I recently attended a talk by eco warrior and nature words writer Terry Tempest Williams. Although she is a great speaker I can only remember one thing from the two-hour event.

 

About half way through her talk Terry told the audience that the following words have been removed from the new version of the Oxford Junior Dictionary:

 

Acorn, almond, apricot, ash

Beech, blackberry, bloom, bramble, buttercup

Carnation, cauliflower, cheetah, clover, colt, crocus

Dandelion

Fern, ferret, fungus

Gooseberry, goldfish

Herring

Ivy

Mint, monarch, minnow

Nectar

Otter, oyster

Panther, pelican, porcupine, porpoise, pasture, primrose

Raven

Thrush, tulip

Violet

Willow, weasel, wren

 

Removed. All these rich, alive, nature words…now gone.

 

Terry then told us that when the editor of the Dictionary was asked why these words were pulled out, the editor replied, “Because these words no longer have a role in our children’s childhood.”

 

I was stunned. And sad.

 

When we don’t have a word to describe something (or some being), doesn’t it make it easier to detach ourselves from it? Or not even have an awareness of that un-named ‘thing’ in the first place?

 

Without words for buttercup, panther and otter, won’t it be easier for our children, who are already struggling from nature deficit disorder, to never know a buttercup, panther or otter?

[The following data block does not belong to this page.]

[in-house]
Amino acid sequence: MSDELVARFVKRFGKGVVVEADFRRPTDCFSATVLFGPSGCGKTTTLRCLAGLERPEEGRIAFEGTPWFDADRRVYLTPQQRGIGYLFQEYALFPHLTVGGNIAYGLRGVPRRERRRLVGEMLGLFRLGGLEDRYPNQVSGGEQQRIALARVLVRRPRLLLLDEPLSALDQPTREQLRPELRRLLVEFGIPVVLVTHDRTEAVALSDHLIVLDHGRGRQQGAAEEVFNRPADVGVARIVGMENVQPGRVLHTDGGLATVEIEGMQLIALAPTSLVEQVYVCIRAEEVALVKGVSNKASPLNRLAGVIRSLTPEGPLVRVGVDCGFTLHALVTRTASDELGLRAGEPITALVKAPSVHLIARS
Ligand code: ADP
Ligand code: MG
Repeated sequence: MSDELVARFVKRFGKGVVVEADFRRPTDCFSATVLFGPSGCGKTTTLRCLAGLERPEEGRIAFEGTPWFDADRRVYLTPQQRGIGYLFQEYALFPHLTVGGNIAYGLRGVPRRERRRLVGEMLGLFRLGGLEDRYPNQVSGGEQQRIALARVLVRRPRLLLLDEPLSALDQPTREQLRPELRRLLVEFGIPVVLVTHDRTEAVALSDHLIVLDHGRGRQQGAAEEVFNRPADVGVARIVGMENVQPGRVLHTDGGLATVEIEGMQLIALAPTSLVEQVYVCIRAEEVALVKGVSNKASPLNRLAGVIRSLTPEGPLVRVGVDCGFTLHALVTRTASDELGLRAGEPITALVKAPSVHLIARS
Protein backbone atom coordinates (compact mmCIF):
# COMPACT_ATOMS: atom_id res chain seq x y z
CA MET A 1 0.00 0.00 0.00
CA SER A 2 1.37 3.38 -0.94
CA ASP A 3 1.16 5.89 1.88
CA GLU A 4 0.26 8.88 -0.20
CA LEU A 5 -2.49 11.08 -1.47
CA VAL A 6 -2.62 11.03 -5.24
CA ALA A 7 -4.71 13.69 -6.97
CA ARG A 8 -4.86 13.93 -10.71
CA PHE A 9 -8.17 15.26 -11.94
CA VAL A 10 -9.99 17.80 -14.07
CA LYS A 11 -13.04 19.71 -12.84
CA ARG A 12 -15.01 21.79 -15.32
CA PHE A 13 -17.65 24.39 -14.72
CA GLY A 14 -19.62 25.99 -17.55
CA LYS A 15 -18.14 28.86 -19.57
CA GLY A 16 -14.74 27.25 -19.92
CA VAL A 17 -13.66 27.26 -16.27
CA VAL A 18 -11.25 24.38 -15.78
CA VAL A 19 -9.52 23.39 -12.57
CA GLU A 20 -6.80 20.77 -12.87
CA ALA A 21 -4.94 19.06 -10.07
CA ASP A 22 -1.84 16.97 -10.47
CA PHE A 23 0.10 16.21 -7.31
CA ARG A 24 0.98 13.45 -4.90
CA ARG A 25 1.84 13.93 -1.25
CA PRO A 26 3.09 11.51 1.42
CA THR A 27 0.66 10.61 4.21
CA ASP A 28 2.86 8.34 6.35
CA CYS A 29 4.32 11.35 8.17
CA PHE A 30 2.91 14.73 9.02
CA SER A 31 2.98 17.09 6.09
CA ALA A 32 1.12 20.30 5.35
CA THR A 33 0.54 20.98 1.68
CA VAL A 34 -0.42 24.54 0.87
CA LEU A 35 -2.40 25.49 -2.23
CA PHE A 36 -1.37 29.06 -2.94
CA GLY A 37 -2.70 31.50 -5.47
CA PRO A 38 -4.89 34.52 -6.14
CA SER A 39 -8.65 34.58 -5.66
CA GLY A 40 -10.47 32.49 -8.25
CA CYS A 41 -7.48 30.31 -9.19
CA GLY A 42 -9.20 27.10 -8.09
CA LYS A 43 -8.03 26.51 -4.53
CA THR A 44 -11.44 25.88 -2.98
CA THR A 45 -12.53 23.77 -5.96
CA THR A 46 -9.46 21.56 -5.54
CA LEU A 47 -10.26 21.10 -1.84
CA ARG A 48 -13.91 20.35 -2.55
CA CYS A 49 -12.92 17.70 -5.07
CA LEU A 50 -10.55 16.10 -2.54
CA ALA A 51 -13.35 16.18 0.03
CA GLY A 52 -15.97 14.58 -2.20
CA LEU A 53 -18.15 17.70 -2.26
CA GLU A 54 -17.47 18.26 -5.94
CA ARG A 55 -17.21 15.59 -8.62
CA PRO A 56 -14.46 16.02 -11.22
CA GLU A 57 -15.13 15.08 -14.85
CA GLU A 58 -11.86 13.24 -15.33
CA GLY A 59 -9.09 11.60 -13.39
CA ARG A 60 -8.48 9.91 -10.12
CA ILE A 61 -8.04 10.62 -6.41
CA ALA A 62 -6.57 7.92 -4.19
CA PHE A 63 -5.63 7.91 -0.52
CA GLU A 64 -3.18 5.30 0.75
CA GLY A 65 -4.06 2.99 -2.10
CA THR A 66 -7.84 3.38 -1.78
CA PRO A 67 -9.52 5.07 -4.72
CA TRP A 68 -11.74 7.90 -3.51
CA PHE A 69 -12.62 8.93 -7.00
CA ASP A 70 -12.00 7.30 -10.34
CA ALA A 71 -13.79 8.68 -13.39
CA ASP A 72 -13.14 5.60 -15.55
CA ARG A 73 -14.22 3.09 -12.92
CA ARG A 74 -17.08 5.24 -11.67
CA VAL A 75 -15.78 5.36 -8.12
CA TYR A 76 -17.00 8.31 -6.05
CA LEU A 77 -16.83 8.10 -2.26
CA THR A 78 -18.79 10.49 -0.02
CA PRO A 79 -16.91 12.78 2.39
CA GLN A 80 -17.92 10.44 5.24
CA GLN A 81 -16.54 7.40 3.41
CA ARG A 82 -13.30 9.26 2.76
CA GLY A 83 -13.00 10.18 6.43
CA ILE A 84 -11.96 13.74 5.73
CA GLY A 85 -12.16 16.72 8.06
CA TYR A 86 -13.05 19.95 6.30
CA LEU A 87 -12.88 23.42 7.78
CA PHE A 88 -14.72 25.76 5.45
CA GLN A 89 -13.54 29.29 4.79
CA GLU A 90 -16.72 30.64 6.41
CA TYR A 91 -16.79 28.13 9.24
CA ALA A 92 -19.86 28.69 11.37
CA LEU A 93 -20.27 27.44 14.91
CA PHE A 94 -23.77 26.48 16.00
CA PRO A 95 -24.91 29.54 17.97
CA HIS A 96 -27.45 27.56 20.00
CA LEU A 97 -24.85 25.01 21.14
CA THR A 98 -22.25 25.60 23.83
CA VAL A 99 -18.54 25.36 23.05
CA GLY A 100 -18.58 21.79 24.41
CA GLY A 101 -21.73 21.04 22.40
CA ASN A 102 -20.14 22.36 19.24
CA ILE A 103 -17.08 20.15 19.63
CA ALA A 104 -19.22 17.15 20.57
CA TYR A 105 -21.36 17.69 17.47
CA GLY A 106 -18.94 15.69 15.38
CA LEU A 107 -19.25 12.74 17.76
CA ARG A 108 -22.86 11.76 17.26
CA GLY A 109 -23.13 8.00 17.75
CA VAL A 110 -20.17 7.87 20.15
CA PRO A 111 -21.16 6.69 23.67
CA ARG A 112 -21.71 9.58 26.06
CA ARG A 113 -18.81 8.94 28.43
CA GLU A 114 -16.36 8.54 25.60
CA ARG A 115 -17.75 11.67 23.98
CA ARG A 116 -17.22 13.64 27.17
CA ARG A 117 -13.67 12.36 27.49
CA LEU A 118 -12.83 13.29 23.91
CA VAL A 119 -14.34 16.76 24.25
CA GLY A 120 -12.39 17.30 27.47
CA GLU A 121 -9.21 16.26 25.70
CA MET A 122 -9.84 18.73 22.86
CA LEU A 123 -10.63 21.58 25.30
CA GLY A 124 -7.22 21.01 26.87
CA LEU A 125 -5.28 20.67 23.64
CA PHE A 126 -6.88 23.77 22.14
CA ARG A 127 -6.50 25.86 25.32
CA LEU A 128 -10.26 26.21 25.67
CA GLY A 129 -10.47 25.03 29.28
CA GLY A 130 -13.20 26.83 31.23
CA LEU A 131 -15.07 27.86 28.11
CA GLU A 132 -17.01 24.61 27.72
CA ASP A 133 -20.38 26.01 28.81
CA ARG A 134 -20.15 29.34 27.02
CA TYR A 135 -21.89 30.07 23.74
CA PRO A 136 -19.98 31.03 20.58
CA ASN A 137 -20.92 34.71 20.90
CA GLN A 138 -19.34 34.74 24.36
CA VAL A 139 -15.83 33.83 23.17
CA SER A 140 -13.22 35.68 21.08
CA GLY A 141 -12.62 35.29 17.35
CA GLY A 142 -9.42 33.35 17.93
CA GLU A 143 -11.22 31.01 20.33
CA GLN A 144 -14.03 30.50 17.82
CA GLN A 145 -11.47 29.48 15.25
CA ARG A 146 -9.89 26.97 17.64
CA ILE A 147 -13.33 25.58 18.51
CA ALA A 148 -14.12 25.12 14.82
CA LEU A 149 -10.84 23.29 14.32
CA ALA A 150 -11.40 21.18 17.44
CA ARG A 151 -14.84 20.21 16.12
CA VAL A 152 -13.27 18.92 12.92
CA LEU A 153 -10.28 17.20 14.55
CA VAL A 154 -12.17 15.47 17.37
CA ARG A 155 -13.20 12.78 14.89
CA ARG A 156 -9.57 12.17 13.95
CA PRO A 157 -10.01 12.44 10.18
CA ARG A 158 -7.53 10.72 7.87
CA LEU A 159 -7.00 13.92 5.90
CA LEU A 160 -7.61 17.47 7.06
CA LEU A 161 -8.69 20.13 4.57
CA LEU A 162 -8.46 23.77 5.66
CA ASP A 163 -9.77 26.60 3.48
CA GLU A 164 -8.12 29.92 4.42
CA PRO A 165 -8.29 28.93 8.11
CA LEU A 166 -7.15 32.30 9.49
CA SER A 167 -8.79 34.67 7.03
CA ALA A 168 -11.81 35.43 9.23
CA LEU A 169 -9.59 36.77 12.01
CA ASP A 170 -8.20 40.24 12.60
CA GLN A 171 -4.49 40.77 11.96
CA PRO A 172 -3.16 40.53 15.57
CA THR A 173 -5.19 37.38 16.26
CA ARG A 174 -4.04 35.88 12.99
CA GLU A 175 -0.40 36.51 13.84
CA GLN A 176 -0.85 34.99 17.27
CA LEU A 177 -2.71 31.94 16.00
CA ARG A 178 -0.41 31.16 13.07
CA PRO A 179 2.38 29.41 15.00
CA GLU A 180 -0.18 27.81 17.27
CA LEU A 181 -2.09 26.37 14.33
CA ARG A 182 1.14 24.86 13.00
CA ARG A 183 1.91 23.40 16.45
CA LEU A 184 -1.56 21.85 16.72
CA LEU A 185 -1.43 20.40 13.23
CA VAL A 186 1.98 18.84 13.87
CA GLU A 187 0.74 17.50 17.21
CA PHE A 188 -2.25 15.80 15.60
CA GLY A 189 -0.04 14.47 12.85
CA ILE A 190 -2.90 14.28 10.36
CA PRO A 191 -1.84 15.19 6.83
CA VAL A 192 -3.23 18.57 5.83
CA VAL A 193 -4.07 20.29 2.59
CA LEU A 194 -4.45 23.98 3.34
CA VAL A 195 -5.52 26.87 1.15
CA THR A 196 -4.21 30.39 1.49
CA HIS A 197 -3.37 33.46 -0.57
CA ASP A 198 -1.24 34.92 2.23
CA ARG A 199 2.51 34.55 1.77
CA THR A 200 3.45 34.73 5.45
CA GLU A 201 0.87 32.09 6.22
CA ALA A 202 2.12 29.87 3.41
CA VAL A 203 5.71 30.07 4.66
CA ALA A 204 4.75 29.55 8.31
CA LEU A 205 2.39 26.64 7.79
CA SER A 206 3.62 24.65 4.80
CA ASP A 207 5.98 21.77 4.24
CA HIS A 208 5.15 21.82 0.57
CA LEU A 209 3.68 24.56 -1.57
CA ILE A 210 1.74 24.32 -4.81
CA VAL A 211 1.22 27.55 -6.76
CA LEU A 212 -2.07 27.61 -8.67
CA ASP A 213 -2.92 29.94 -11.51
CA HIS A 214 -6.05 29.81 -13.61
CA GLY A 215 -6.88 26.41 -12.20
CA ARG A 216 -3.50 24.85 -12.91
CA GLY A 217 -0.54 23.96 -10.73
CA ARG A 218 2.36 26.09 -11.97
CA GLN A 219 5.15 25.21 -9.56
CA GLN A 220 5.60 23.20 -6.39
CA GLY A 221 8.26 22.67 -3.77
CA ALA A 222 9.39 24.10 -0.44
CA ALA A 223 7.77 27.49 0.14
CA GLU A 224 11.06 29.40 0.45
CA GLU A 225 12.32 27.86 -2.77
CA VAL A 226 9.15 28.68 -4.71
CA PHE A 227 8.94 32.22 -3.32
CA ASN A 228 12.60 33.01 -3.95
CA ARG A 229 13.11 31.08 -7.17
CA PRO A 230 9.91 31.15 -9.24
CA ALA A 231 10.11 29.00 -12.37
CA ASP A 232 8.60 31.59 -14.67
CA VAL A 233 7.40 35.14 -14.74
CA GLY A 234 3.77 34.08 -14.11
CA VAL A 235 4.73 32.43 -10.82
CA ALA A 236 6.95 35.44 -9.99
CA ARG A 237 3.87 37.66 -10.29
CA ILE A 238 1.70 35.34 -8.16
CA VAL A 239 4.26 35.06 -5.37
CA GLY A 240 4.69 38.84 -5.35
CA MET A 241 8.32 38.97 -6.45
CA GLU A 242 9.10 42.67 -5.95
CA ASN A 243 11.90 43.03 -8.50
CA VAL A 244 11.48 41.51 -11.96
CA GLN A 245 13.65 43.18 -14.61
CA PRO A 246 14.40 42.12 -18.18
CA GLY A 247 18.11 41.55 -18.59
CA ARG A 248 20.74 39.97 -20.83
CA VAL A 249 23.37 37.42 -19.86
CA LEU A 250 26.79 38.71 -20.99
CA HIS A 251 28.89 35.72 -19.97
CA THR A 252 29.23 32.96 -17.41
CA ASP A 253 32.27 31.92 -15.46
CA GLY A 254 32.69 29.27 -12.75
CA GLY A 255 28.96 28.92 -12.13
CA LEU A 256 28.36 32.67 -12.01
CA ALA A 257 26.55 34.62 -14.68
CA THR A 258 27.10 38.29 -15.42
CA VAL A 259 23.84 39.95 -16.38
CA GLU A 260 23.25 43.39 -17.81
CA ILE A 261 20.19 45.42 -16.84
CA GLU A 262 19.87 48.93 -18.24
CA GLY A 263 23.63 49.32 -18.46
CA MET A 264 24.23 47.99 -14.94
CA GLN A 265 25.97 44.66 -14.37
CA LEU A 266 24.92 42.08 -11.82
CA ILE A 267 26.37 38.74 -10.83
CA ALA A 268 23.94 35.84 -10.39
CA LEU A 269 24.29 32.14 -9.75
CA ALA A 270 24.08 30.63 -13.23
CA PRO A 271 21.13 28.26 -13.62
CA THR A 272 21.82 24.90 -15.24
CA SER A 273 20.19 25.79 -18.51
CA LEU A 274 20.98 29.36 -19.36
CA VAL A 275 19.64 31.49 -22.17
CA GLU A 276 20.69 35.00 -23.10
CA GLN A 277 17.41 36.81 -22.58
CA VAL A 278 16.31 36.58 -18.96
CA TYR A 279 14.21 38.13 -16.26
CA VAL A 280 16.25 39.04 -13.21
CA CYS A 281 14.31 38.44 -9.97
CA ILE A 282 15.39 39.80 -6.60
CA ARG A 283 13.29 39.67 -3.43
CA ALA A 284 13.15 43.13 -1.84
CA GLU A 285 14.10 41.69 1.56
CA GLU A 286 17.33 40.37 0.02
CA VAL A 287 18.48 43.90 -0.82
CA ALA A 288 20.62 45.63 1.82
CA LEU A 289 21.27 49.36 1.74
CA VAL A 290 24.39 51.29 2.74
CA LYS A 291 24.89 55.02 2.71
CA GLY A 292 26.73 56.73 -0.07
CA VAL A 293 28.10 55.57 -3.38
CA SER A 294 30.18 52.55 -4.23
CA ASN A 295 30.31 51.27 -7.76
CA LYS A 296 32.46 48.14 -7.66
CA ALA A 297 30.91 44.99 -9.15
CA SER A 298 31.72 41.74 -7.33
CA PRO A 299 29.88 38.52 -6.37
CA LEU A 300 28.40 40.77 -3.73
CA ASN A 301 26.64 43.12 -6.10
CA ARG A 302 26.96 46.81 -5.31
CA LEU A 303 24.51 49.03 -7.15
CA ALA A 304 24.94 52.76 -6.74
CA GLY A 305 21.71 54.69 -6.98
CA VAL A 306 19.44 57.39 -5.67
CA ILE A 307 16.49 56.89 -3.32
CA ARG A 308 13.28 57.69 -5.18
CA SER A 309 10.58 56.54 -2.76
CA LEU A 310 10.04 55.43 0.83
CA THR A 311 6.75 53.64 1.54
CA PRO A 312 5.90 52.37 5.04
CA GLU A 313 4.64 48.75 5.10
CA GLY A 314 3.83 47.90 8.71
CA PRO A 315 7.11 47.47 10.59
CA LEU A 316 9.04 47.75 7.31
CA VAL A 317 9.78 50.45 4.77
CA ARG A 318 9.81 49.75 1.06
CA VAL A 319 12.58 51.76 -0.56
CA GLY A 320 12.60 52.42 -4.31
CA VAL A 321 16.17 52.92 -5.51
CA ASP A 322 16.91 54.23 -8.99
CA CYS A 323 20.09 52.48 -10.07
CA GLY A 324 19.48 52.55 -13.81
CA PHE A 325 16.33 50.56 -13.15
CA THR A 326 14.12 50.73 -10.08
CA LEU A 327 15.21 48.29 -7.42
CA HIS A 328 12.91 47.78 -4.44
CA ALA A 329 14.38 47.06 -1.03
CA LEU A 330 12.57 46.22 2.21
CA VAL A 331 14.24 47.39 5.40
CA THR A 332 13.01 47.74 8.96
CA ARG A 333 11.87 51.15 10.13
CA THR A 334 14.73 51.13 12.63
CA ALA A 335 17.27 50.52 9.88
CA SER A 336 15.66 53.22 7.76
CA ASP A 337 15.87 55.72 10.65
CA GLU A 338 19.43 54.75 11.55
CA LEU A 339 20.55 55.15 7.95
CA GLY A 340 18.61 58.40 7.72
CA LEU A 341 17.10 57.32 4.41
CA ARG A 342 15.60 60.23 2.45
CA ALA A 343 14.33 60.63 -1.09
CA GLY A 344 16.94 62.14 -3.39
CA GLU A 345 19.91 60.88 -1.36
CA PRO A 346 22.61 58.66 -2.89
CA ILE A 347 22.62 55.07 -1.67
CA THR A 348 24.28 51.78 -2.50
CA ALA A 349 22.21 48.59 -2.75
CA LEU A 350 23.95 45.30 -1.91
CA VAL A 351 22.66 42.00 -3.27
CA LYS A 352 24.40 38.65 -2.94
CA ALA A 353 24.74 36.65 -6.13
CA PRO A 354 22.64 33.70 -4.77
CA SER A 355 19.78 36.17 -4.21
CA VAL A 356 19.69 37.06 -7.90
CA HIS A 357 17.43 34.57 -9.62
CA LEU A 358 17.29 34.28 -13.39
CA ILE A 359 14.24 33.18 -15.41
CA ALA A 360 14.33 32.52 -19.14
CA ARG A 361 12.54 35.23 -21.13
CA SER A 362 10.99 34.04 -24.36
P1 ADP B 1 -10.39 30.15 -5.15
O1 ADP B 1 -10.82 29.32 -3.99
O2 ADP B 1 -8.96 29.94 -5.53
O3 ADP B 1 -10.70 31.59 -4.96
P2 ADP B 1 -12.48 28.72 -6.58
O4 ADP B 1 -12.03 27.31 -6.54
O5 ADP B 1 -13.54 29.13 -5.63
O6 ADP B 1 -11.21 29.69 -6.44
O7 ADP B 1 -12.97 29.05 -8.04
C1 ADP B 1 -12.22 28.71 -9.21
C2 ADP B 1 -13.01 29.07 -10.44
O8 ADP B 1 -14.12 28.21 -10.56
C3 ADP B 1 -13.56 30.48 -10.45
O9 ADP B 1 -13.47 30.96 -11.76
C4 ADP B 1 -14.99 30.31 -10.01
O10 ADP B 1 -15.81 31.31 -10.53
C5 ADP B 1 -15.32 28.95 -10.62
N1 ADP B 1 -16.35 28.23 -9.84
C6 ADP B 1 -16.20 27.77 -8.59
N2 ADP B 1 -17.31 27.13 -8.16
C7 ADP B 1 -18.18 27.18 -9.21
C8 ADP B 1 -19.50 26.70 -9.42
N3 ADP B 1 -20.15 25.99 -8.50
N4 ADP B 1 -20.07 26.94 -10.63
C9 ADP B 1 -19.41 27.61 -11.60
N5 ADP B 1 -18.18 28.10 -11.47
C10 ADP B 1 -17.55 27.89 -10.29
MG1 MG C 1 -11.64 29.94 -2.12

Nature words like otter going extinct

Mother and baby otter.

 

In what realm does a buttercup, panther or otter exist if there is no word to describe it?

 

Does the editor believe these words are no longer relevant for our children because she thinks these species are on the verge of extinction? Does she think  by the time the children reading the Junior Dictionary reach adulthood that blackberries, porpoises and monarchs will no longer exist? Is her rationale: why bother learning the words of something that won’t be around much longer?

 

Does the dictionary editor think she is doing our children a favor? Does she believe that not having names for cheetah, pelican and wren will make our children less likely to notice when the last cheetah, pelican and wren leave this earth forever? Or when the last acorn, crocus and pasture get covered over? Will it make them less sad?

 

Nature Words Replaced

 

These are some of the words that have been newly added to the Oxford Junior Dictionary:

 

Allergic, analog

Boisterous, block

Conflict, chatroom, classified, compulsory, creep, cut & paste

Database, donate, dyslexic

MP3 player

Vandalism, voicemail

 

 

How long before the editors remove elephant, whale, bluebird and nature from our children’s “relevant” word list?

And what new words will replace those nature words?